Wednesday, July 05, 2006


i wrote a poem, called "me too." and i really like it. i like my use of rhythm, rhyming, imagery, voice. cool stuff. the poem has been in the making for about the past fifteen or sixteen years, because it expresses feelings i've had and have been working with since then. to see those thoughts expressed succinctly and artistically in my handwriting on paper was nothing short of amazing to me. i wrote it like how i've written many of my other poems - right when inspiration hit, in a matter of moments, flowing with the current of my train of thought. when i was done with this new offering, i looked at it, checking it all over for weaknesses, examining my choices for words, reading it out loud to make sure i liked the way it sounded... i read it for a couple of people, who both liked it, and then i thought, i really should call home.

for as long as i've been writing my poems, i've been reading them to my mom. not all of them, just the ones that i think she might like or find interesting. i don't really read them to her just for her approval, but it doesn't hurt that she's very supportive. she hasn't hated any of the ones i've read to her. sometimes, i can hear the smile in her voice. other times, i can imagine the forehead lines that she got from her parents deepening as she thinks about what she says before she says it to me. her feedback and constructive criticism have always been honest, but mild. i never fear sharing with her.

when i called, she was especially in an honest mood, i figure, 'cause i'd just gotten her up from a nap. i read her this new piece and she listened in silence as she always does. when i finished, she paused before speaking, then hemmed and hawed uncomfortably. the words she spoke next have been replaying in my mind all weekend long:

"it sounds really personal."

i didn't really know how to react. i was a little surprised by her reaction. she didn't really talk about the construction or quality of the poem - whether she thought it was good or bad until later (when i found out that she thought it was good). but in her honest mood, her first reaction was concern over whether the poem was too personal. that bothered me a little bit, 'cause inside i was asking myself, "what's wrong with being personal?" however, you have to understand that my mom knows that i'm reading these poems on stages all over the city, and that it's not like a poem on paper. people are looking at you and drawing conclusions about you as you read, she always warns, and she has said before that i need to be careful of people seeking to exploit vulnerabilities that i expose through my poems on stage. this particular poem deals with the shapes of women's bodies, and when i started writing the poem, part of what captured and excited my imagination was that i would be calling particular attention to the shape of my own body and the particulars of my own description - in front of rooms full of strangers. that's pretty personal. as we talked, i saw that she was concerned that listeners would think that i was writing the poem from a position of insecurity about myself, no matter whether or not that was actually my perspective.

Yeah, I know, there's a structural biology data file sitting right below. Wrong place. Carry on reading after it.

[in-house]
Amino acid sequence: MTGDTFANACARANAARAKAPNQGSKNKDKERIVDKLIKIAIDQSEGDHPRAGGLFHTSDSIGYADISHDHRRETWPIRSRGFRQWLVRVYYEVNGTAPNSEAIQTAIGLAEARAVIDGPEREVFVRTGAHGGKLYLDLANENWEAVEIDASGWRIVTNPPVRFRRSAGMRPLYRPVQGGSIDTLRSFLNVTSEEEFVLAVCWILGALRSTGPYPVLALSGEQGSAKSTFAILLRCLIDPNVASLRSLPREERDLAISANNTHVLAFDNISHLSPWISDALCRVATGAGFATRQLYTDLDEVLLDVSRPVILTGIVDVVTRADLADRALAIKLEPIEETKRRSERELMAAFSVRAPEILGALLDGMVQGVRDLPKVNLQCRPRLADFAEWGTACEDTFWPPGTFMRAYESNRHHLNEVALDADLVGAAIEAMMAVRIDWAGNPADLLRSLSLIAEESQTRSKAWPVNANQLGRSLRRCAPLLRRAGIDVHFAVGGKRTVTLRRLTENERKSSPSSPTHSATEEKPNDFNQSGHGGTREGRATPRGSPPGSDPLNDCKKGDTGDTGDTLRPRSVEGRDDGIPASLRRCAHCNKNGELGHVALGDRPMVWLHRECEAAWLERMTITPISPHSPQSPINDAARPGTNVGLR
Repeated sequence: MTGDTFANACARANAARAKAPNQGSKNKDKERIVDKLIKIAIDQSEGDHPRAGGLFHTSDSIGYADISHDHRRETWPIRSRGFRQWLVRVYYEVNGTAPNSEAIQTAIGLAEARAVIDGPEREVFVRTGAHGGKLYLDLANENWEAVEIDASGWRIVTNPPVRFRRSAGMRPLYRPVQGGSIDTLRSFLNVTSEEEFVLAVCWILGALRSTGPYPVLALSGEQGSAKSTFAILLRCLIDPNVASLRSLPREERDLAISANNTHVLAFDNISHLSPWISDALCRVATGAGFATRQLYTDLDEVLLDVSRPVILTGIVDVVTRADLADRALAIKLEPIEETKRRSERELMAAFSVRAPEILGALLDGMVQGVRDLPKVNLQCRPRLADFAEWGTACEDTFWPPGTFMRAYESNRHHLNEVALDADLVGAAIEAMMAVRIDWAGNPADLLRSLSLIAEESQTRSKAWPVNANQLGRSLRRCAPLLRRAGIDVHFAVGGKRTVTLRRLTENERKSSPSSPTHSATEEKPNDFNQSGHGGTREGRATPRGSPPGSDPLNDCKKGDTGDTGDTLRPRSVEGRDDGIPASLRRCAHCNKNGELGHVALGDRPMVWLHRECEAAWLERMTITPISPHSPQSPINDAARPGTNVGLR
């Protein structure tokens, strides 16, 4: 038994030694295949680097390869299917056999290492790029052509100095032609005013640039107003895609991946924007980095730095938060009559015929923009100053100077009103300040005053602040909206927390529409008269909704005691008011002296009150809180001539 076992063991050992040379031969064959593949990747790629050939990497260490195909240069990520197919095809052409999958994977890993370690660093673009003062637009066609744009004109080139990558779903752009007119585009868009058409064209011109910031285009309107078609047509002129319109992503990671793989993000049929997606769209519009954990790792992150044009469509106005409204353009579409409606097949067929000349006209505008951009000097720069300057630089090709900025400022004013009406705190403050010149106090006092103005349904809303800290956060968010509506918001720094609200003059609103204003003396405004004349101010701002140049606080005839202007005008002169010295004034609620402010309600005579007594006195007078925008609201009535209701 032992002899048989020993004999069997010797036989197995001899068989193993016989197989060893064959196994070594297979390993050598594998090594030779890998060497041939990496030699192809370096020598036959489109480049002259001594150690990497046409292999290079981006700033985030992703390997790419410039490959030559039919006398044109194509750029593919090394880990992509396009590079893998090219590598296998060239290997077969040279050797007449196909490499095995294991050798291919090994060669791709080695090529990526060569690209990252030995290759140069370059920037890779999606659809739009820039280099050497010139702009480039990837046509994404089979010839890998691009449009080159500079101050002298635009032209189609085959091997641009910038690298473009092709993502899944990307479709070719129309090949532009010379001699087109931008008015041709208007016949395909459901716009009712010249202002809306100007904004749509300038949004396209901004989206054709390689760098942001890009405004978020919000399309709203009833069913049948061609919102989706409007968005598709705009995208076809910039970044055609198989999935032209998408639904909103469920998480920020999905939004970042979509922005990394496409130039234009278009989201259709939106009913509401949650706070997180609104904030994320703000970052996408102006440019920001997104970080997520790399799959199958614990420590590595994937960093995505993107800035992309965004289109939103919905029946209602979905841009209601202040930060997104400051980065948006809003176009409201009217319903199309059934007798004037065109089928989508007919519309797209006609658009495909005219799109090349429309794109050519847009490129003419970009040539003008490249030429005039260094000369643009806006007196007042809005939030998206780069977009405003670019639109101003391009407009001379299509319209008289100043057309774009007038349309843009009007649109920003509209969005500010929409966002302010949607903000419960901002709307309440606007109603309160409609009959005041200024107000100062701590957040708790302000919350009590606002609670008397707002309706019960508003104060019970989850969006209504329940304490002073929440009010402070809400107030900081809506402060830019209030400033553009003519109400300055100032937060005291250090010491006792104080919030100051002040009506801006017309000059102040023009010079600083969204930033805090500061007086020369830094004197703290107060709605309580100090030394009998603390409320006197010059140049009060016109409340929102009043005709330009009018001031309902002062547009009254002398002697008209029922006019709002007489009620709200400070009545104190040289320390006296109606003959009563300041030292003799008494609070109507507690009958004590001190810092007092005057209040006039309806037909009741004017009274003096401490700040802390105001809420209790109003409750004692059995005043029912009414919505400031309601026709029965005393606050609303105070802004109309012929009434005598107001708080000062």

that possibility really doesn't worry me much. honestly, i do have a little fear of that. but i also know that no matter what i write, i can't control the assumptions that people make about me, whether it be based on my writing, my demeanor, my style (*snickering at myself for saying i have a style, knowing full well my "style" is generally whatever is clean and matches*), or my mere unobtrusive presence in a room. i wrote that poem personally, based on my personal experience, and my personal feelings, and i meant every word of it quite personally. so far as my confidence is concerned, i absolutely love this body. it took work to get to this comfortable place of loving it, but i'm here now, and i'm happier being happy with myself. if anyone wants to think otherwise, hey, that's their thing. i'ma be alright either way. part of the benefit to loving yourself is that you get to care less what other people think about you - not just your physical, but your mental and emotional. they may think what they want, but i can handle it. i am energized by each act of courage in which i make myself shed the shame of being a fallible human being. that's why so much of my poetry is so very personal. that's why my blog is so introspective. that's why people who like my poetry and/or my blog continue to listen to or read what i have to say - i often wind up echoing the things that others are thinking and feeling, except that i do it audibly and tangibly, venting and contemplating and articulating in others' stead. shoot. somebody's got to do it. i ain't scared. so why not me?

i explained to my mommy that all i know to write about is personal - that i anticipate eyes on me and assumptions about me. that provides a huge part of the satisfaction of sharing my writing with others. she understood. i don't think that if we were reversed, that my mom would read that poem about herself in front of a room full of people. but that's okay, since we are not each other. (thank God!) that's part of what makes us friends. we are learning from each other's different life experiences. who knew that one day my mom and i would be two women, sharing and comparing the experiences of womanhood, contributing to each other's growth as we approach life from different perspectives with different personalities? i am so thankful that my mom and dad didn't raise me to be a carbon copy of them, and that they encourage me, even now, in all of my personal piscean weirdness.

i'll probably read it the next time i get on a mic. and i will sooooo be studying crowd reaction. can't wait!